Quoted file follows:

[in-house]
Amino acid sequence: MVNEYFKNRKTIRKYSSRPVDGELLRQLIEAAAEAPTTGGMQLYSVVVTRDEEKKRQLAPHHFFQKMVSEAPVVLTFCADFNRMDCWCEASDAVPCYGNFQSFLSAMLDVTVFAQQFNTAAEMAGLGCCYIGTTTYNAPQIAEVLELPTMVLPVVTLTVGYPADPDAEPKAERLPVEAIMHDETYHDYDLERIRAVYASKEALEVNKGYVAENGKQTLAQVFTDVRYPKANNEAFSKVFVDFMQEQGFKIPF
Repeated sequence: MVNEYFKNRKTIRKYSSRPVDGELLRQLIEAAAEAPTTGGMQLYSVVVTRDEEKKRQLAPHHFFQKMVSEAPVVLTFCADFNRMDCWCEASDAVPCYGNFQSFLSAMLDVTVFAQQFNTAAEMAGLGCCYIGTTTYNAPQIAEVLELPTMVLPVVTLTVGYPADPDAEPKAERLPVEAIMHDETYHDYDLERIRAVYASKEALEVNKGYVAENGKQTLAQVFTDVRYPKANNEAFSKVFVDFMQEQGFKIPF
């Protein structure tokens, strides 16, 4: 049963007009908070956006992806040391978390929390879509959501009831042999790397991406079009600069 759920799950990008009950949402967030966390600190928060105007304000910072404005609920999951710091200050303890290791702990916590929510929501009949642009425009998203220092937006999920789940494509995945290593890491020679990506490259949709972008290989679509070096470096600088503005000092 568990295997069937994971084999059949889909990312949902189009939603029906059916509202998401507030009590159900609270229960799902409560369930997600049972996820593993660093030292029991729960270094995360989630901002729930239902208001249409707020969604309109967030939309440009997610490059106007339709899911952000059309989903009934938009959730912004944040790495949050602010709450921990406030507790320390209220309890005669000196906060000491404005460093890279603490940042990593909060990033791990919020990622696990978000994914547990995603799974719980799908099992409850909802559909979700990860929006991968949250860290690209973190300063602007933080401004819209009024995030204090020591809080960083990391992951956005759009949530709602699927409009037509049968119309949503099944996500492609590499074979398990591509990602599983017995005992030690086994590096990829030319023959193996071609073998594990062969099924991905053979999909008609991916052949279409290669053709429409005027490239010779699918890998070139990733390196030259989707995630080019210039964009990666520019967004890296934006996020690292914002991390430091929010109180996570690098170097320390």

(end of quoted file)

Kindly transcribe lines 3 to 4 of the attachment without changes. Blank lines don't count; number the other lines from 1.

Repeated sequence: MVNEYFKNRKTIRKYSSRPVDGELLRQLIEAAAEAPTTGGMQLYSVVVTRDEEKKRQLAPHHFFQKMVSEAPVVLTFCADFNRMDCWCEASDAVPCYGNFQSFLSAMLDVTVFAQQFNTAAEMAGLGCCYIGTTTYNAPQIAEVLELPTMVLPVVTLTVGYPADPDAEPKAERLPVEAIMHDETYHDYDLERIRAVYASKEALEVNKGYVAENGKQTLAQVFTDVRYPKANNEAFSKVFVDFMQEQGFKIPF
């Protein structure tokens, strides 16, 4: 049963007009908070956006992806040391978390929390879509959501009831042999790397991406079009600069 759920799950990008009950949402967030966390600190928060105007304000910072404005609920999951710091200050303890290791702990916590929510929501009949642009425009998203220092937006999920789940494509995945290593890491020679990506490259949709972008290989679509070096470096600088503005000092 568990295997069937994971084999059949889909990312949902189009939603029906059916509202998401507030009590159900609270229960799902409560369930997600049972996820593993660093030292029991729960270094995360989630901002729930239902208001249409707020969604309109967030939309440009997610490059106007339709899911952000059309989903009934938009959730912004944040790495949050602010709450921990406030507790320390209220309890005669000196906060000491404005460093890279603490940042990593909060990033791990919020990622696990978000994914547990995603799974719980799908099992409850909802559909979700990860929006991968949250860290690209973190300063602007933080401004819209009024995030204090020591809080960083990391992951956005759009949530709602699927409009037509049968119309949503099944996500492609590499074979398990591509990602599983017995005992030690086994590096990829030319023959193996071609073998594990062969099924991905053979999909008609991916052949279409290669053709429409005027490239010779699918890998070139990733390196030259989707995630080019210039964009990666520019967004890296934006996020690292914002991390430091929010109180996570690098170097320390």